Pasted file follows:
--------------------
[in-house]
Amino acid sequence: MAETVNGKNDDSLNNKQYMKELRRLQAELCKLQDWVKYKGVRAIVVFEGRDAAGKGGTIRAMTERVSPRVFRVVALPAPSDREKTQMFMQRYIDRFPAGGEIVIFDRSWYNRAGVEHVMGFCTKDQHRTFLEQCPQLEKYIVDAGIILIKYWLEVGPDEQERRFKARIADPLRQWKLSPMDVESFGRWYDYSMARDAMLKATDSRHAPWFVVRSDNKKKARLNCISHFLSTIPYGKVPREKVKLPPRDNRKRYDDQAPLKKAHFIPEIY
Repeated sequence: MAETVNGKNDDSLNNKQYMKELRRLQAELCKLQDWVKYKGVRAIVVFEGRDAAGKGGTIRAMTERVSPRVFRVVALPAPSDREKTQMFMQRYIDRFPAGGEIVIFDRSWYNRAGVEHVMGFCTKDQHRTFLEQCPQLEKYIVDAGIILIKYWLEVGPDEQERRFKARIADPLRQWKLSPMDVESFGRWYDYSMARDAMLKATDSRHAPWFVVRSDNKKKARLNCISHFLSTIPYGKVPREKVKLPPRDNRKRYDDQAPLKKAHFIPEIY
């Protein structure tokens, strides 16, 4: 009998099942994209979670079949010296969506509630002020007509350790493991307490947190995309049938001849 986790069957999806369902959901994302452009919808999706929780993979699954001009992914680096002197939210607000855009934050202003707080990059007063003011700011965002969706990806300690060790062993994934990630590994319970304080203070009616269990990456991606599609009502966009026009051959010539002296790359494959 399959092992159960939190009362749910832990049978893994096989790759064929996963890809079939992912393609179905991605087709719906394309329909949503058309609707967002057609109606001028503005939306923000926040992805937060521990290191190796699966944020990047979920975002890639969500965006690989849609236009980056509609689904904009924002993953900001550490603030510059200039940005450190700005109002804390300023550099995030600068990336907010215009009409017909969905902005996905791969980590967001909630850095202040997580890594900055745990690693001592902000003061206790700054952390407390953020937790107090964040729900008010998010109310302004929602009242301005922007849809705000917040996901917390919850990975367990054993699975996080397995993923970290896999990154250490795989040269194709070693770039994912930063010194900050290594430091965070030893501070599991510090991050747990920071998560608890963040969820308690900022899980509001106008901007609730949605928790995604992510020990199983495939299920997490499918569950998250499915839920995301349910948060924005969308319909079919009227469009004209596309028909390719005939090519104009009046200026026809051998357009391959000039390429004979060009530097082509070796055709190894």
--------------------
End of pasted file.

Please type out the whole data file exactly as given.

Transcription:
[in-house]
Amino acid sequence: MAETVNGKNDDSLNNKQYMKELRRLQAELCKLQDWVKYKGVRAIVVFEGRDAAGKGGTIRAMTERVSPRVFRVVALPAPSDREKTQMFMQRYIDRFPAGGEIVIFDRSWYNRAGVEHVMGFCTKDQHRTFLEQCPQLEKYIVDAGIILIKYWLEVGPDEQERRFKARIADPLRQWKLSPMDVESFGRWYDYSMARDAMLKATDSRHAPWFVVRSDNKKKARLNCISHFLSTIPYGKVPREKVKLPPRDNRKRYDDQAPLKKAHFIPEIY
Repeated sequence: MAETVNGKNDDSLNNKQYMKELRRLQAELCKLQDWVKYKGVRAIVVFEGRDAAGKGGTIRAMTERVSPRVFRVVALPAPSDREKTQMFMQRYIDRFPAGGEIVIFDRSWYNRAGVEHVMGFCTKDQHRTFLEQCPQLEKYIVDAGIILIKYWLEVGPDEQERRFKARIADPLRQWKLSPMDVESFGRWYDYSMARDAMLKATDSRHAPWFVVRSDNKKKARLNCISHFLSTIPYGKVPREKVKLPPRDNRKRYDDQAPLKKAHFIPEIY
């Protein structure tokens, strides 16, 4: 009998099942994209979670079949010296969506509630002020007509350790493991307490947190995309049938001849 986790069957999806369902959901994302452009919808999706929780993979699954001009992914680096002197939210607000855009934050202003707080990059007063003011700011965002969706990806300690060790062993994934990630590994319970304080203070009616269990990456991606599609009502966009026009051959010539002296790359494959 399959092992159960939190009362749910832990049978893994096989790759064929996963890809079939992912393609179905991605087709719906394309329909949503058309609707967002057609109606001028503005939306923000926040992805937060521990290191190796699966944020990047979920975002890639969500965006690989849609236009980056509609689904904009924002993953900001550490603030510059200039940005450190700005109002804390300023550099995030600068990336907010215009009409017909969905902005996905791969980590967001909630850095202040997580890594900055745990690693001592902000003061206790700054952390407390953020937790107090964040729900008010998010109310302004929602009242301005922007849809705000917040996901917390919850990975367990054993699975996080397995993923970290896999990154250490795989040269194709070693770039994912930063010194900050290594430091965070030893501070599991510090991050747990920071998560608890963040969820308690900022899980509001106008901007609730949605928790995604992510020990199983495939299920997490499918569950998250499915839920995301349910948060924005969308319909079919009227469009004209596309028909390719005939090519104009009046200026026809051998357009391959000039390429004979060009530097082509070796055709190894």